Master of Science (MSc)
Geography & Environmental Studies
Faculty of Arts
Multidecadal Changes in Spring Snowmelt in the Western Canadian Arctic
This study investigates the changes in key aspects of snowmelt in the western Canadian Arctic. Specifically, we will look at changes in the onset of snowmelt and the duration of snowmelt between 1999 and 2019, and extended air temperature between 1957 and 2019. In addition, we will look at changes in eight meteorological variables during the melt period. It was found that the onset of snowmelt occurred 14 days earlier, while the melt period ends 20 days earlier than 20 years ago. As a result, the duration of melt period has decreased by 5 days. During this earlier and shorter melt period, the air temperature and relative humidity have both increased. While these changes were statistically significant, there were no statistically significant changes in SWE, precipitation, wind speed, downward shortwave and longwave radiation, or refreeze events. Future research will consider the effects and the variability of these changes on the snowmelt energy balance.
Changing Snowmelt Energy Balance in the Western Canadian Arctic
The hydrology of the of the Arctic is dominated by the accumulation of snow over the long winter, and the rapid melt of this snow over a few weeks in the spring. This aspect of the Arctic water cycle is especially sensitive to a warming climate. The timing and the rate of snow melt during the spring period has implications for aquatic ecosystems and communities that depend on melt water. As shown in Chapter 2, the western Canadian Arctic has experienced an earlier onset of snowmelt compared to earlier decades, a warmer and shorter melt period. The changes in the energy balance components are tied to climate warming, and therefore, controlling the rate of snowmelt. In this paper we will use a physically based snowmelt model to investigate changes in the energy transfers between the snow surface and the atmosphere during the snowmelt period over the last 21 years. Model runs demonstrate that radiation plays a decisive role, followed by turbulent fluxes of sensible heat and latent heat. A shorter duration of melt is due to a combination of changes in the end of winter SWE and meteorological conditions. As net radiation and warmer air temperatures increased, we found an increase to the rate of snowmelt by 0.7 mm/day per decade.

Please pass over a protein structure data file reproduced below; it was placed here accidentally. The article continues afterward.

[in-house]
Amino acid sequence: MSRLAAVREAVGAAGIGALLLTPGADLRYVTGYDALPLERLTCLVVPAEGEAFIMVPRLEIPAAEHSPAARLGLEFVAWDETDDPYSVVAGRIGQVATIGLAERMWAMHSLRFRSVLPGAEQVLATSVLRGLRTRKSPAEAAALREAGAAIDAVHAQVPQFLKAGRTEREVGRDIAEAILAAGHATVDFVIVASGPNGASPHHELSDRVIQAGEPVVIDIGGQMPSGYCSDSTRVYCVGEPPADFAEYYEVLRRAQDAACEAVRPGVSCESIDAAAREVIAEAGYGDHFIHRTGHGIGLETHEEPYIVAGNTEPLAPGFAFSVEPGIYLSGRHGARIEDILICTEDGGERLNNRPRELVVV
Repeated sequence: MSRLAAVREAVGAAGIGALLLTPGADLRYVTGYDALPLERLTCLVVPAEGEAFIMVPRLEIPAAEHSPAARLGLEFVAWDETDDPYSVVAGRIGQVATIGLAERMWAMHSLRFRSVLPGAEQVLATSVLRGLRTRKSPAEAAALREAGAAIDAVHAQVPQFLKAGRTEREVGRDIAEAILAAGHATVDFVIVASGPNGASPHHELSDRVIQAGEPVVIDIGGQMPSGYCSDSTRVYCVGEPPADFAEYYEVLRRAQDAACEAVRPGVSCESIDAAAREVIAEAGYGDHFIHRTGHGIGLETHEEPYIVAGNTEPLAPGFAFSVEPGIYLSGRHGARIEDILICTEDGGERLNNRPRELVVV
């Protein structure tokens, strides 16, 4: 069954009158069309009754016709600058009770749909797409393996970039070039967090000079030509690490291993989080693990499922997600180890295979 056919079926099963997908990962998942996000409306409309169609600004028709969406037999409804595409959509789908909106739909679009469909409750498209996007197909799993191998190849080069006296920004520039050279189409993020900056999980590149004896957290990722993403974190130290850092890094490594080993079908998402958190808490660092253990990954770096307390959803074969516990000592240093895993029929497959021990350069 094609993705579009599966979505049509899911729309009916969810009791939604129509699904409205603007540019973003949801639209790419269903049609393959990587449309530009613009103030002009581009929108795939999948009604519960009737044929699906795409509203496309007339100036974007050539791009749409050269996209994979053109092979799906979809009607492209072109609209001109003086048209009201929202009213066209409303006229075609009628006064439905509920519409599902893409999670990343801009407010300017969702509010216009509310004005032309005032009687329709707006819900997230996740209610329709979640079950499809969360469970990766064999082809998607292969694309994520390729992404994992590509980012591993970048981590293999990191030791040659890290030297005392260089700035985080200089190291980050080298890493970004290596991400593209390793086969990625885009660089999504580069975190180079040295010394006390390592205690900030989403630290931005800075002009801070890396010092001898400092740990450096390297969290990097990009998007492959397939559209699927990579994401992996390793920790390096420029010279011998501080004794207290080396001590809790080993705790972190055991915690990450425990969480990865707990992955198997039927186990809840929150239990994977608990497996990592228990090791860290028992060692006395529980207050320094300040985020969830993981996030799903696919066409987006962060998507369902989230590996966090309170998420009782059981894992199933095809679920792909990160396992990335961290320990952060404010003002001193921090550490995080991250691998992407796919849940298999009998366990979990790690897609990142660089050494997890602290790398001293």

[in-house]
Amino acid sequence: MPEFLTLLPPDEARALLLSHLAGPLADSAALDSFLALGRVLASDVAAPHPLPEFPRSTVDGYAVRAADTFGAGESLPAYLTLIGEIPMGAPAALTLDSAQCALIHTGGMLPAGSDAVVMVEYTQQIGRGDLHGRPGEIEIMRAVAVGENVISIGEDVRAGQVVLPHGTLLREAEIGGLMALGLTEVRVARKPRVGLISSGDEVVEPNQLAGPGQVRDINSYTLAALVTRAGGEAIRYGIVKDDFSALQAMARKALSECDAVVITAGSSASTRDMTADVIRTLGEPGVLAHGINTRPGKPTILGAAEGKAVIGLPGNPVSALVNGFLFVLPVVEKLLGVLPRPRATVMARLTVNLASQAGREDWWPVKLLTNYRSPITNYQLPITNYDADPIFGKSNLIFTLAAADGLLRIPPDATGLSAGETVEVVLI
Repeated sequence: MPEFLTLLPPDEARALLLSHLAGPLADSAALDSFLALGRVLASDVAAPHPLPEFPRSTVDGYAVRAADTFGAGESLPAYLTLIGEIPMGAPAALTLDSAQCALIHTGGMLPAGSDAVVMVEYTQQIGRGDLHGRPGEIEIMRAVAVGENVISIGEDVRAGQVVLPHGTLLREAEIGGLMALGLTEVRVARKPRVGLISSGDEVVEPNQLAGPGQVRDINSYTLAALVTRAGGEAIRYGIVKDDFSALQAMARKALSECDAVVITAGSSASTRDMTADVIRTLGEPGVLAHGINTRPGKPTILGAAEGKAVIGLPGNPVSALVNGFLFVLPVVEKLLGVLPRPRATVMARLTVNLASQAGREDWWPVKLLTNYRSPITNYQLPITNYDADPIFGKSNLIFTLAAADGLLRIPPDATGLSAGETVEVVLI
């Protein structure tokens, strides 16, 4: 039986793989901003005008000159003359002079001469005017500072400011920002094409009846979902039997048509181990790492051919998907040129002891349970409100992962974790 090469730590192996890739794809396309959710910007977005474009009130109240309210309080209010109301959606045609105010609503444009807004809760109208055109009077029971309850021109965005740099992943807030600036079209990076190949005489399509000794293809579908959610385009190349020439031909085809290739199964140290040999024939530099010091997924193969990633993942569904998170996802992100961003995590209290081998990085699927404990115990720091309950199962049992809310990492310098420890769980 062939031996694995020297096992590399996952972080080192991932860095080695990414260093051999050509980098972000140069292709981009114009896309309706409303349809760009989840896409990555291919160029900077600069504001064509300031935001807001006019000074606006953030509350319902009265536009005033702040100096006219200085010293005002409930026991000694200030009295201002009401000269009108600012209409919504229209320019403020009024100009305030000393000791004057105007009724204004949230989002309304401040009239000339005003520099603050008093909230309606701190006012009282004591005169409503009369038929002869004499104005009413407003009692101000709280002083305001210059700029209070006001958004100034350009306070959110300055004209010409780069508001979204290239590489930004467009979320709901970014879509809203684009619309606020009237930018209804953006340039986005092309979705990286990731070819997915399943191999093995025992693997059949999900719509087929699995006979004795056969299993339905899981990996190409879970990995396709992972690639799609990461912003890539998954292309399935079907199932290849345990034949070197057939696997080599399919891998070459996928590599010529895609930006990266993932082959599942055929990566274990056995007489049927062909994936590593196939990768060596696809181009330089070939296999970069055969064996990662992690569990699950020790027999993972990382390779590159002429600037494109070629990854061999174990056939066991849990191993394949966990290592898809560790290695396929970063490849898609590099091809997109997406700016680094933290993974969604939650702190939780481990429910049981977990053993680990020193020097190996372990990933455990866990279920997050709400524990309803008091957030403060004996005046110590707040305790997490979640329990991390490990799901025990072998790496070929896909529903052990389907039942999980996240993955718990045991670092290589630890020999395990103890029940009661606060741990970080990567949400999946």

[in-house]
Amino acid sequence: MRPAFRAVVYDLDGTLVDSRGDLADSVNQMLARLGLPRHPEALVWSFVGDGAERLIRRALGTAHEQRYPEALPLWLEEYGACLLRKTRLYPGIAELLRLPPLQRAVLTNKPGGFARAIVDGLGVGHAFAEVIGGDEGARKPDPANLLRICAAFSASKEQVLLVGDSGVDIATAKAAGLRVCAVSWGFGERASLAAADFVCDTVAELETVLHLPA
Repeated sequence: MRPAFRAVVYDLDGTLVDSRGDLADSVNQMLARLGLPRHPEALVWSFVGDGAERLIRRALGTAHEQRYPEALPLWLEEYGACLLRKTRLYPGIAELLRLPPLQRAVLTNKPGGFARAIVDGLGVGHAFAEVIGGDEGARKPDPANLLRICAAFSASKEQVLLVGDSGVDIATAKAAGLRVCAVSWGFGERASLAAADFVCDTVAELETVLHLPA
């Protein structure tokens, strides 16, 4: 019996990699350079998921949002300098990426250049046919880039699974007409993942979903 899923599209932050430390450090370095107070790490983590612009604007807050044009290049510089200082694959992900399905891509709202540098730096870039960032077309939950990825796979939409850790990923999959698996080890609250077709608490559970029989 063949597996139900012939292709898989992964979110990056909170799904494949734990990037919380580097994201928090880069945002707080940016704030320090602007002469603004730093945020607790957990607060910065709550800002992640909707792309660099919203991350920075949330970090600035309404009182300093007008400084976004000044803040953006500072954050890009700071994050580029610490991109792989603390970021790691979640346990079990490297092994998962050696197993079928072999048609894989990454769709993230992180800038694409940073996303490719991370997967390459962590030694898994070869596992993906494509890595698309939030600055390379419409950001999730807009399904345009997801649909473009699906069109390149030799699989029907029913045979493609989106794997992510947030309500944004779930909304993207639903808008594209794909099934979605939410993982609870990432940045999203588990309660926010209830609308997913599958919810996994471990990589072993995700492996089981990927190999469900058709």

Tsui, Matthew Y. T., "Changing Snowmelt Conditions in the Western Canadian Arctic" (2022). Theses and Dissertations (Comprehensive). 2422.